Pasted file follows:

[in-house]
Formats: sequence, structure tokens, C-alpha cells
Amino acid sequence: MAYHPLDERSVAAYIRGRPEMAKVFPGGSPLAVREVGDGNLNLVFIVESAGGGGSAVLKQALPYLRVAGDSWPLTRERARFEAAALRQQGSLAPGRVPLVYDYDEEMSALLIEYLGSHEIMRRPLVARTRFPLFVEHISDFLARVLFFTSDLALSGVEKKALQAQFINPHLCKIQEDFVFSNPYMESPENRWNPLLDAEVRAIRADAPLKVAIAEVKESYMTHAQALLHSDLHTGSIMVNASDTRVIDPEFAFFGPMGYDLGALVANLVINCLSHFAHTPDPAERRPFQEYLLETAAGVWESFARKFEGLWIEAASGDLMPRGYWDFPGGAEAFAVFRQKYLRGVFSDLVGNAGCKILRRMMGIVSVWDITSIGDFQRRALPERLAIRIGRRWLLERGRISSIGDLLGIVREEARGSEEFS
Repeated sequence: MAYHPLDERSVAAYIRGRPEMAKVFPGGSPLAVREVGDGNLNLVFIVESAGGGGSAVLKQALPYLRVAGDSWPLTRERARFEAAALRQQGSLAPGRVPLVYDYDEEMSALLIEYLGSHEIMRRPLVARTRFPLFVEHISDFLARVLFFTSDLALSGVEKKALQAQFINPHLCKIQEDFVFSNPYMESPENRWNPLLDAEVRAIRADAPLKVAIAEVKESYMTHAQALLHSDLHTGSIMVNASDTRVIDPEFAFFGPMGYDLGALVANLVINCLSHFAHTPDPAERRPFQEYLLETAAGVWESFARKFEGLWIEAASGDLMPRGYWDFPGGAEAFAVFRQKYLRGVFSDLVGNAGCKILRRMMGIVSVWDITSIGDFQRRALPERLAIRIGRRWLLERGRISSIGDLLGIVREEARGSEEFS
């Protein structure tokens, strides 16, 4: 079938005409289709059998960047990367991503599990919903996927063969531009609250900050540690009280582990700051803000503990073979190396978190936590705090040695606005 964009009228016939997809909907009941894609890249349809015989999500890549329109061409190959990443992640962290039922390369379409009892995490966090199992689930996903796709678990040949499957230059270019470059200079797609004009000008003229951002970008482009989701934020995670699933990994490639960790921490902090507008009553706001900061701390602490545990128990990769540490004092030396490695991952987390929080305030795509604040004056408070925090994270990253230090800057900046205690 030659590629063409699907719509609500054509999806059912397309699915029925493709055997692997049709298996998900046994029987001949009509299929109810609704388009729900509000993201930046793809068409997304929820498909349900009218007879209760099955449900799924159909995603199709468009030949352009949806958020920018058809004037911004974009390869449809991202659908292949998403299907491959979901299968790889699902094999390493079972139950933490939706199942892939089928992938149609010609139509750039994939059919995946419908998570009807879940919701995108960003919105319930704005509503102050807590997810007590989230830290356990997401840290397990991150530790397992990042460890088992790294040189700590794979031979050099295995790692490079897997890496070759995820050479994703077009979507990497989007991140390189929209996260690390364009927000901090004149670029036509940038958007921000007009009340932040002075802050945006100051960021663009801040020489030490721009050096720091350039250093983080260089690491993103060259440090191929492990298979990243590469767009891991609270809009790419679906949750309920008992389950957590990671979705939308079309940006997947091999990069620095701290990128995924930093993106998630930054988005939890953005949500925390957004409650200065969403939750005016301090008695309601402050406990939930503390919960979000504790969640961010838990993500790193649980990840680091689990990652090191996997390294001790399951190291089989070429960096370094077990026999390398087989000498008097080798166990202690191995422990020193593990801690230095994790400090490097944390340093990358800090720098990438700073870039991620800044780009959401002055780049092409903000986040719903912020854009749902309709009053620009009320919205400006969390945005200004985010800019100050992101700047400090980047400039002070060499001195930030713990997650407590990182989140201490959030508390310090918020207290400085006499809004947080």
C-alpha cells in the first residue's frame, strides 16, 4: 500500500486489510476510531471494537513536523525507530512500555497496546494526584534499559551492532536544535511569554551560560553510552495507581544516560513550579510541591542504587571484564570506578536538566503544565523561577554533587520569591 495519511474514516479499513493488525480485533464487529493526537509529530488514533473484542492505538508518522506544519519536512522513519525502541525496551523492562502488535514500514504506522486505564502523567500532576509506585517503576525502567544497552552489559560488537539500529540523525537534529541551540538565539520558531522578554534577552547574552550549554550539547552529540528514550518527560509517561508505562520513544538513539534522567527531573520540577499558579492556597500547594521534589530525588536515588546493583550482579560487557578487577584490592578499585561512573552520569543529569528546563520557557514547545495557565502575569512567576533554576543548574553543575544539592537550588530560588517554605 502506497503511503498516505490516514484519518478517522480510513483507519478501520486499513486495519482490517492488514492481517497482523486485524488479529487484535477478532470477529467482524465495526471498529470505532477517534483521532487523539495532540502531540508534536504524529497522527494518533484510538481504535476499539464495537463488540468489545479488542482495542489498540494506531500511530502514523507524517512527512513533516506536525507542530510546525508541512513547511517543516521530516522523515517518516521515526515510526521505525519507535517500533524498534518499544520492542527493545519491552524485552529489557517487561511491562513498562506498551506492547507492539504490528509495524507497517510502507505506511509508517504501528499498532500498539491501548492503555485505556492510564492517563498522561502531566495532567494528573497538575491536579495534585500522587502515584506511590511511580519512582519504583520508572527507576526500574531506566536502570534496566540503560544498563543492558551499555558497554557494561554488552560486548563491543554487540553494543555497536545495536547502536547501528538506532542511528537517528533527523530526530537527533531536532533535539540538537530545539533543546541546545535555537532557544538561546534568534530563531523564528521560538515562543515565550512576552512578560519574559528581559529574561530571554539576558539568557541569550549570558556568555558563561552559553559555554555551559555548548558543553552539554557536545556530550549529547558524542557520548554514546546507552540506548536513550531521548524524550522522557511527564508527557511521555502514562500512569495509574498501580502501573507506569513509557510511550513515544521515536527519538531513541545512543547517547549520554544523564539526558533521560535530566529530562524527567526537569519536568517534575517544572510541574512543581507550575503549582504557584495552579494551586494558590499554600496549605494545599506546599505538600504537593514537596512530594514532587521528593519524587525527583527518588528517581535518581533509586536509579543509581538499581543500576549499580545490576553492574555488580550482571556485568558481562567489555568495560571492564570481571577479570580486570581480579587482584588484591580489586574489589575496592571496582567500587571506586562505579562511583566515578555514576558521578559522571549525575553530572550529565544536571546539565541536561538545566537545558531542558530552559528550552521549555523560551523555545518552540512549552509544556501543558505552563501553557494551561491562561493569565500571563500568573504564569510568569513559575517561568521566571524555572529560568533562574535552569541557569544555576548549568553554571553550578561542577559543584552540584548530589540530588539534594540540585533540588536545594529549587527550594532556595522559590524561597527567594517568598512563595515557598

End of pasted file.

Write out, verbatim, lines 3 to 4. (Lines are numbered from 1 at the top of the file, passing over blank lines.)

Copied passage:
Amino acid sequence: MAYHPLDERSVAAYIRGRPEMAKVFPGGSPLAVREVGDGNLNLVFIVESAGGGGSAVLKQALPYLRVAGDSWPLTRERARFEAAALRQQGSLAPGRVPLVYDYDEEMSALLIEYLGSHEIMRRPLVARTRFPLFVEHISDFLARVLFFTSDLALSGVEKKALQAQFINPHLCKIQEDFVFSNPYMESPENRWNPLLDAEVRAIRADAPLKVAIAEVKESYMTHAQALLHSDLHTGSIMVNASDTRVIDPEFAFFGPMGYDLGALVANLVINCLSHFAHTPDPAERRPFQEYLLETAAGVWESFARKFEGLWIEAASGDLMPRGYWDFPGGAEAFAVFRQKYLRGVFSDLVGNAGCKILRRMMGIVSVWDITSIGDFQRRALPERLAIRIGRRWLLERGRISSIGDLLGIVREEARGSEEFS
Repeated sequence: MAYHPLDERSVAAYIRGRPEMAKVFPGGSPLAVREVGDGNLNLVFIVESAGGGGSAVLKQALPYLRVAGDSWPLTRERARFEAAALRQQGSLAPGRVPLVYDYDEEMSALLIEYLGSHEIMRRPLVARTRFPLFVEHISDFLARVLFFTSDLALSGVEKKALQAQFINPHLCKIQEDFVFSNPYMESPENRWNPLLDAEVRAIRADAPLKVAIAEVKESYMTHAQALLHSDLHTGSIMVNASDTRVIDPEFAFFGPMGYDLGALVANLVINCLSHFAHTPDPAERRPFQEYLLETAAGVWESFARKFEGLWIEAASGDLMPRGYWDFPGGAEAFAVFRQKYLRGVFSDLVGNAGCKILRRMMGIVSVWDITSIGDFQRRALPERLAIRIGRRWLLERGRISSIGDLLGIVREEARGSEEFS